If your resume is drafted, edited, polished to perfection, and ready to submit to employers, then you’re on the right track. But there's still one major step ahead of you: You’ll still need to figure out where to submit your resume and cover letter, and how to get them noticed by the people who can actually hire you.
And even though the job post may be accompanied by an “apply here” link, or an email address to send your app to, this doesn’t always present a clear path to success. It’s an odd but common quirk of the professional world, but sometimes these instructions are misleading, confusing, or simply incorrect. Sometimes the “apply here” link is broken. Sometimes the email address provided leads to a flooded inbox of a busy HR Manager.
In other words, sometimes you have to take personal responsibility for making sure your resume reaches its destination. Here are four tips that can help:
1. Don’t give up on broken links. If you encounter one, or if you encounter an online application with ten screens of information to input, item by item, and the process freezes and restarts every five minutes, don’t panic. And don’t sit there all day restarting the process patiently over and over again. Find another way. Go to the company website, locate a staff directory, find the head of the department or the head of HR (or both), and send a personal application to that person (or people). This just takes a bit of resourcefulness and research.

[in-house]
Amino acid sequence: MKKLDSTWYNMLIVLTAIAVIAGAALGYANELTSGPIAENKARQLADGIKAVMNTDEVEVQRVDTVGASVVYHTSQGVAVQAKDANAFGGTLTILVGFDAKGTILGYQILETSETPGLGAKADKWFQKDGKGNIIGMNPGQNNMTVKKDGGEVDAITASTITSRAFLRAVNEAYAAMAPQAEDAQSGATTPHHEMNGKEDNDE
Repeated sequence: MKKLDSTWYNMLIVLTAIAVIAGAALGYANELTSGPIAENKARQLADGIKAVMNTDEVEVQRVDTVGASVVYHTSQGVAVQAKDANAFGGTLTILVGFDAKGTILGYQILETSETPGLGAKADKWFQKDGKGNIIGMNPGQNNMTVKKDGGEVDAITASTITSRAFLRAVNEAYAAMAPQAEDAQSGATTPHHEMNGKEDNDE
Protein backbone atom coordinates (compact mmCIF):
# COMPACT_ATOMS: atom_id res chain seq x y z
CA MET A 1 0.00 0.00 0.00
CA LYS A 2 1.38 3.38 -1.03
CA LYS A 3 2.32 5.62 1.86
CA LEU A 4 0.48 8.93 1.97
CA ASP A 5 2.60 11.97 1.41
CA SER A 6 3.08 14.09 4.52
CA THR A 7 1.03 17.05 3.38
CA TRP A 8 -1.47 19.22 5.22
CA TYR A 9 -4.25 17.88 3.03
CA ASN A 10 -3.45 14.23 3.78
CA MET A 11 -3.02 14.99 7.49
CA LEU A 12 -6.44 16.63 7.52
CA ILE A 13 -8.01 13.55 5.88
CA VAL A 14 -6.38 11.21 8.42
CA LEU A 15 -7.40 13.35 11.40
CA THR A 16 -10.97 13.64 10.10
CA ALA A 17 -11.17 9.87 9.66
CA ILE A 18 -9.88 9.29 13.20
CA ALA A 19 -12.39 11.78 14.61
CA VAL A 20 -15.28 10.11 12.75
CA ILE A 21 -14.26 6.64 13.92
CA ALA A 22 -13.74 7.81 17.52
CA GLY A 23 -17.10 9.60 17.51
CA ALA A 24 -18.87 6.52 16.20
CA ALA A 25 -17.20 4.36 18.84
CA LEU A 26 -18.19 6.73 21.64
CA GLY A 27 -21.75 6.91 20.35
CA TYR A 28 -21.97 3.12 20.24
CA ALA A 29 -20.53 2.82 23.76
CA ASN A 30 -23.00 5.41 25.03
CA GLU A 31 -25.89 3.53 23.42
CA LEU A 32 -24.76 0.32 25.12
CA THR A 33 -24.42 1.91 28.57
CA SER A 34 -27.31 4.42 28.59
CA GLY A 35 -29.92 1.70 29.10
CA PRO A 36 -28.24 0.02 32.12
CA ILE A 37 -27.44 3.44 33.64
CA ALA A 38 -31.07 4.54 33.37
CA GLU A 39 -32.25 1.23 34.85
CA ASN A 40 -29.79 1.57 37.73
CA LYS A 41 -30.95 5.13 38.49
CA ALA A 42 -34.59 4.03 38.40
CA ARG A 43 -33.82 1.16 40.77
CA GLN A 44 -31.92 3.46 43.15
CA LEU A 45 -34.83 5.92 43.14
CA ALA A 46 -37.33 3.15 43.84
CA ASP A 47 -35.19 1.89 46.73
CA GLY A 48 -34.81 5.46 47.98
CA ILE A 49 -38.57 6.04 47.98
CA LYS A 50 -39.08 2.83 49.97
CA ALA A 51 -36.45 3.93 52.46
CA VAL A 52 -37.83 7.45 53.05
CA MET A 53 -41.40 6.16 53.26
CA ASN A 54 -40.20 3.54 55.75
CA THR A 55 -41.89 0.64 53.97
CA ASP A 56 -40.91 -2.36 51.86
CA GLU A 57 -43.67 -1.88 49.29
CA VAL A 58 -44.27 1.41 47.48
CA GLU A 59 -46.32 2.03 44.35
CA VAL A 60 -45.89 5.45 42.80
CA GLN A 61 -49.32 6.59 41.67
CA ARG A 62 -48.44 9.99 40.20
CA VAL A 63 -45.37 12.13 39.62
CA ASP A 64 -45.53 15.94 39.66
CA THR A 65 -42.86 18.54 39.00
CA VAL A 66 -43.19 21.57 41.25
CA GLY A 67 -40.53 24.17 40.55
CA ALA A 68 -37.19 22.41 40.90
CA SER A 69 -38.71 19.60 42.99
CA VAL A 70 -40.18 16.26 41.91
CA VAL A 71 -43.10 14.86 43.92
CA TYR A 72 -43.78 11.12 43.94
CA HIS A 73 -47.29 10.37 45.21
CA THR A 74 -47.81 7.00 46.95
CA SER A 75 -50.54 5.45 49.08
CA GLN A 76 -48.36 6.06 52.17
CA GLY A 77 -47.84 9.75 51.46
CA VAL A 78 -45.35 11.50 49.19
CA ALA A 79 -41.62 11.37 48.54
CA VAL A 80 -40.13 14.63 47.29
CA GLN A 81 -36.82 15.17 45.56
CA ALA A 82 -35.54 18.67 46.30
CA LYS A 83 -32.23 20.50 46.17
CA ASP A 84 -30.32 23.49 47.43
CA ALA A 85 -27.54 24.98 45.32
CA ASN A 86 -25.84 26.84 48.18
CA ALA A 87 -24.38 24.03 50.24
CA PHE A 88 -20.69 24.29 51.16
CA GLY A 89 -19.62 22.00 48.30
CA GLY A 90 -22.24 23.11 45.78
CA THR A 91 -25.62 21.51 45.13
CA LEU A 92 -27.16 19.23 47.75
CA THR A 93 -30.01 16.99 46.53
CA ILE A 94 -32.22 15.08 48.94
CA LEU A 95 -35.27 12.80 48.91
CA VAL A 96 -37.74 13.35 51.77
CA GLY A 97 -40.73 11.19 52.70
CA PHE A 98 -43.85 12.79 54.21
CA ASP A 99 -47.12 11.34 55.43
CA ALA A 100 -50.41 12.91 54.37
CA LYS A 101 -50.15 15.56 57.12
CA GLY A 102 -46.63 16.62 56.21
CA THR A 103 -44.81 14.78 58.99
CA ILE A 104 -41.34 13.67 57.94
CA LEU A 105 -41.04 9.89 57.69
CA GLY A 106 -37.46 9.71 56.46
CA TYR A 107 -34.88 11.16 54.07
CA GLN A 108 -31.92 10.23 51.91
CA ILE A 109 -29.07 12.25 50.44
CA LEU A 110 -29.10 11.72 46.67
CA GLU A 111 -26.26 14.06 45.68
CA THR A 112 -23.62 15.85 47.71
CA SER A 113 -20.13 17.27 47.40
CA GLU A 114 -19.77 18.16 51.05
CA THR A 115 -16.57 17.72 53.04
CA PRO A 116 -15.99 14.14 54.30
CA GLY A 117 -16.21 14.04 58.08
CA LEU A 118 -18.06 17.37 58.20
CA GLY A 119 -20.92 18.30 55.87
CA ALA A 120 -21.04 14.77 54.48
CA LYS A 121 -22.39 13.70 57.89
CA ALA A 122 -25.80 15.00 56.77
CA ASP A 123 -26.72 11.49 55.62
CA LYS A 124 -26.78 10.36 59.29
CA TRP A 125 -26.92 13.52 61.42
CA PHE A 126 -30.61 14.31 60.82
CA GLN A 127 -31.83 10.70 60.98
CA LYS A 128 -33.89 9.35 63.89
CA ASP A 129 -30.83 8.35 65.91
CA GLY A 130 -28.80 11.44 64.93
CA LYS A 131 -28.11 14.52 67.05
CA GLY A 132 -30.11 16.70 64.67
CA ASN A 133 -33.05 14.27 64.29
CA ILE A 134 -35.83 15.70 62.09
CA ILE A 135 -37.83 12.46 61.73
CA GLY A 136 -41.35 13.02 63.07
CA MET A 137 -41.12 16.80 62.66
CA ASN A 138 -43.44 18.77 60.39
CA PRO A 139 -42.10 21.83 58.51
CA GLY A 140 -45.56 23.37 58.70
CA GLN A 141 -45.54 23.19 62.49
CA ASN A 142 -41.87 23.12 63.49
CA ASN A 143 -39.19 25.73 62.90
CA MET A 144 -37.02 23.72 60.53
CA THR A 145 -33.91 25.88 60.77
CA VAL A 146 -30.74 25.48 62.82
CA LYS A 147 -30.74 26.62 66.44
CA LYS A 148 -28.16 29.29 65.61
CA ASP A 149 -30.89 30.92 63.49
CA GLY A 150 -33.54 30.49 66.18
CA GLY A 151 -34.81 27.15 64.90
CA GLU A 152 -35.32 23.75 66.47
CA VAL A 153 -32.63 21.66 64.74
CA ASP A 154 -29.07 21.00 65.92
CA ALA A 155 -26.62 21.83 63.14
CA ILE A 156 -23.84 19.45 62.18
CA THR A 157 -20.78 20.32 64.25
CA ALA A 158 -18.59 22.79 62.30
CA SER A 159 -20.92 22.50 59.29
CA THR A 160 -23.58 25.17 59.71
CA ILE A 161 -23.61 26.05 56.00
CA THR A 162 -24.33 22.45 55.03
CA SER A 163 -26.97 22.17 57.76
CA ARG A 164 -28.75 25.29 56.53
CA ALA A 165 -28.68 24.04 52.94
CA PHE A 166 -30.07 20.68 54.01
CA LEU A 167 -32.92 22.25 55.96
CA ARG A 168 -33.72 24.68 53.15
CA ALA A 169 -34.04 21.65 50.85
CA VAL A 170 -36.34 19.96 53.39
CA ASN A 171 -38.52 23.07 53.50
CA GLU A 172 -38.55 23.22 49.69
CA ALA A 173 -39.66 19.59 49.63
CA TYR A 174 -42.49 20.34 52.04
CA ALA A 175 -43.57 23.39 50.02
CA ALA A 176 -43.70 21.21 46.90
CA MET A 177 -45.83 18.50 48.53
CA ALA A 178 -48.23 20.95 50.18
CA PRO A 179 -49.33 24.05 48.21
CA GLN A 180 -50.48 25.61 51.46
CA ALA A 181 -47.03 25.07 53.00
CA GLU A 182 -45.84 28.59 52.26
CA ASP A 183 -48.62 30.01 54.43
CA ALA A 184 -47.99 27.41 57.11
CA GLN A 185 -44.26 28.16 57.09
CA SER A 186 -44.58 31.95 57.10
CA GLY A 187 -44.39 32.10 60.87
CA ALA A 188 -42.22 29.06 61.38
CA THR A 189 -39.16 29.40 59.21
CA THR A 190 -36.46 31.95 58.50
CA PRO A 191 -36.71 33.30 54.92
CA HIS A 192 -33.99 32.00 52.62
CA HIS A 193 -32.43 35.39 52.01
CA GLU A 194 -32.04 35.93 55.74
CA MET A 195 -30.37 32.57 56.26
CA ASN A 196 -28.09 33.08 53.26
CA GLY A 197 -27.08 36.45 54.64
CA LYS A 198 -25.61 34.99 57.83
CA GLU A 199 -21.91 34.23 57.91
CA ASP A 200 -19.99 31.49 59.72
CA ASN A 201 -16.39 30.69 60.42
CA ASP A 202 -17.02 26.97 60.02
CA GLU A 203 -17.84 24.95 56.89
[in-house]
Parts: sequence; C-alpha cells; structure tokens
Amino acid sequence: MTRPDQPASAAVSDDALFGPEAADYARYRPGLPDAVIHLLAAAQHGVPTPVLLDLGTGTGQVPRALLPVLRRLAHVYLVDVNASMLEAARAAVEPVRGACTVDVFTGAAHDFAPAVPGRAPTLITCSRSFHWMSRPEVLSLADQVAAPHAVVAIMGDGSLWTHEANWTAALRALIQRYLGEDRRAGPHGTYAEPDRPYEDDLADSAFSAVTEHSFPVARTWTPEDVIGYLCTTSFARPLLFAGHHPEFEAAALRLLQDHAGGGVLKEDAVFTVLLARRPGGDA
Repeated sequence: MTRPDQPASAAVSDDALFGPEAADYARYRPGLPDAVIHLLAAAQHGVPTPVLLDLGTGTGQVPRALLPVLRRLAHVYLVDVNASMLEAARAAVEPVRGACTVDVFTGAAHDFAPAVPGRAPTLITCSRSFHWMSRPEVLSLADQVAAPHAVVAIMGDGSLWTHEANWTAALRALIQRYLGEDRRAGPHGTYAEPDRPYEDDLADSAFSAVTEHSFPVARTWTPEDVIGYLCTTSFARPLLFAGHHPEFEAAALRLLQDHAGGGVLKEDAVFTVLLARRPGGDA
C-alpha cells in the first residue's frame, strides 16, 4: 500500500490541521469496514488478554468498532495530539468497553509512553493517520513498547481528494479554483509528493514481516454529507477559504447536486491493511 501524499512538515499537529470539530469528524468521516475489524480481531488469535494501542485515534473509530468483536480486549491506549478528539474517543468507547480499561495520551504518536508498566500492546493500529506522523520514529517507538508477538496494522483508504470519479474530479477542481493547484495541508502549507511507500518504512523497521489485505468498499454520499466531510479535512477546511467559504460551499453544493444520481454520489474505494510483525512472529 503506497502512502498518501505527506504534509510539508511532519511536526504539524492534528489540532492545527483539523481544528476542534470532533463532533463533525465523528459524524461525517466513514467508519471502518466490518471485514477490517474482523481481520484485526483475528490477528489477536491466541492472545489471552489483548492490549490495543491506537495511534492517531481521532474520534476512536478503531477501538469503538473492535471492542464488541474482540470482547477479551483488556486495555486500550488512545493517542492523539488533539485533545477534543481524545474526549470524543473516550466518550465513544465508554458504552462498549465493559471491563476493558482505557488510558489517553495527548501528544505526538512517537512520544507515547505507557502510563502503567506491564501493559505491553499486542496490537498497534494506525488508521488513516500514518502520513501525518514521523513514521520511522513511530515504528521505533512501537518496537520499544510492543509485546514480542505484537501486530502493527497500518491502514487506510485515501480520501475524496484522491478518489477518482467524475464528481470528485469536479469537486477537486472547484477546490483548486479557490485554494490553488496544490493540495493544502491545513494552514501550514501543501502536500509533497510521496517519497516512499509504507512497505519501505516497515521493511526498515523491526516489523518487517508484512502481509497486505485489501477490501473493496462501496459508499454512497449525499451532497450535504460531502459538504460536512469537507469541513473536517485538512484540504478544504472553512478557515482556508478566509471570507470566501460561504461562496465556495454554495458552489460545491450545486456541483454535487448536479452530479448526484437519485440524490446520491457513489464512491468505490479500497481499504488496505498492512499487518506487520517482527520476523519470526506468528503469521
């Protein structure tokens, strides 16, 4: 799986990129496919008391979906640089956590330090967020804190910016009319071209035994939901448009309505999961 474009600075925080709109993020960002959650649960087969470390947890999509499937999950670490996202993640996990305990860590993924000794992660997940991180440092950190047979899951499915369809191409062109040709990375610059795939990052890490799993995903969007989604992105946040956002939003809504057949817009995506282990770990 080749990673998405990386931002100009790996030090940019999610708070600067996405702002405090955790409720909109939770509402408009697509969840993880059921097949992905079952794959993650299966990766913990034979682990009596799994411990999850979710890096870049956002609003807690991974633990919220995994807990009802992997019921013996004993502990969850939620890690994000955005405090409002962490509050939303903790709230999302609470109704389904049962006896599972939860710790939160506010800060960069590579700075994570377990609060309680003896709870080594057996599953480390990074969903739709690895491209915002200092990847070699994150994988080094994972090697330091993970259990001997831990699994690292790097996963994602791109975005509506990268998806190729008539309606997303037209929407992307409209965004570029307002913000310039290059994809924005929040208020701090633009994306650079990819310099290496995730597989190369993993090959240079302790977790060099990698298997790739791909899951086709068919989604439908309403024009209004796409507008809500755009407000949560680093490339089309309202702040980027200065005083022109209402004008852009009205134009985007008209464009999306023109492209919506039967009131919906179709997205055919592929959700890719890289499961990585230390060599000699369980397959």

2. Customize your cover letter. Conduct some research to find out who’s on the other end of the email address you’re being asked to submit to. Then find out what you can about this person—including a quick LinkedIn search to see if the two of you share any professional contacts. Target your letter to this person and tailor it to her specific needs. (If you use her name in the greeting, spell it correctly, of course.)
3. Submit your letter to the department or team most relevant to the position. Some candidates copy their message to the HR director or the CEO of the entire company (this isn’t usually necessary, but it can’t hurt to cover every base.)
4. Follow up means everything. The best way (and sometimes the only way) to find out if your resume reached its target is to simply ask. Send an email or make a quick phone call to the person on the other end and find a polite, respectful, and brief way to confirm that your resume was received. If you’re scared that you’ll come off as “pushy,” don’t be. This is the real world, where people work hard, take their tasks seriously, and don’t let small things bother them. If your hiring manager becomes unhinged by the impertinence of a simple follow-up call from a job applicant, then he’s a bit too fragile to be running a business. If you don’t get a clear response, call again the following day.
The best way to make sure your resume hits the mark is by sending a great resume to begin with. Before you submit your application, visit LiveCareer and use the site’s Resume Builder to make sure your document conforms to accepted business standards.